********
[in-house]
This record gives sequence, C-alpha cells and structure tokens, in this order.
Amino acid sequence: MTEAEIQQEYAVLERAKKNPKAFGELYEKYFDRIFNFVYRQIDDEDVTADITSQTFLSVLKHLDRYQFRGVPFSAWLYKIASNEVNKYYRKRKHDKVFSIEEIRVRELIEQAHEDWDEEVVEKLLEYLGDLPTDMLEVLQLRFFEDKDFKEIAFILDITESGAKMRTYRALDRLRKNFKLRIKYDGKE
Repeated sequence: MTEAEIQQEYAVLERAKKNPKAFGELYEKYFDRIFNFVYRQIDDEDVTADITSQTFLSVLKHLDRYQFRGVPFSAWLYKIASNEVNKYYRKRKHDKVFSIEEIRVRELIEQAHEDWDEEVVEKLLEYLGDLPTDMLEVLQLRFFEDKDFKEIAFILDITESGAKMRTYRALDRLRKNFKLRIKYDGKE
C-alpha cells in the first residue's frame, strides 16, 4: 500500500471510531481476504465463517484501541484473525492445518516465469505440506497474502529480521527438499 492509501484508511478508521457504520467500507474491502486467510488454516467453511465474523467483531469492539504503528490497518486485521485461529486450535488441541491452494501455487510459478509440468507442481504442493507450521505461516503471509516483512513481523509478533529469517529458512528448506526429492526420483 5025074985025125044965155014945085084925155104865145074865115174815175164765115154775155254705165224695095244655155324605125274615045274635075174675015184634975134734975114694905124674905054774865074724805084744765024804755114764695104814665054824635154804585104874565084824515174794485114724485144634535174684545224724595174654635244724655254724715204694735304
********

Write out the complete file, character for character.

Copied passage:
[in-house]
This record gives sequence, C-alpha cells and structure tokens, in this order.
Amino acid sequence: MTEAEIQQEYAVLERAKKNPKAFGELYEKYFDRIFNFVYRQIDDEDVTADITSQTFLSVLKHLDRYQFRGVPFSAWLYKIASNEVNKYYRKRKHDKVFSIEEIRVRELIEQAHEDWDEEVVEKLLEYLGDLPTDMLEVLQLRFFEDKDFKEIAFILDITESGAKMRTYRALDRLRKNFKLRIKYDGKE
Repeated sequence: MTEAEIQQEYAVLERAKKNPKAFGELYEKYFDRIFNFVYRQIDDEDVTADITSQTFLSVLKHLDRYQFRGVPFSAWLYKIASNEVNKYYRKRKHDKVFSIEEIRVRELIEQAHEDWDEEVVEKLLEYLGDLPTDMLEVLQLRFFEDKDFKEIAFILDITESGAKMRTYRALDRLRKNFKLRIKYDGKE
C-alpha cells in the first residue's frame, strides 16, 4: 500500500471510531481476504465463517484501541484473525492445518516465469505440506497474502529480521527438499 492509501484508511478508521457504520467500507474491502486467510488454516467453511465474523467483531469492539504503528490497518486485521485461529486450535488441541491452494501455487510459478509440468507442481504442493507450521505461516503471509516483512513481523509478533529469517529458512528448506526429492526420483 5025074985025125044965155014945085084925155104865145074865115174815175164765115154775155254705165224695095244655155324605125274615045274635075174675015184634975134734975114694905124674905054774865074724805084744765024804755114764695104814665054824635154804585104874565084824515174794485114724485144634535174684545224724595174654635244724655254724715204694735304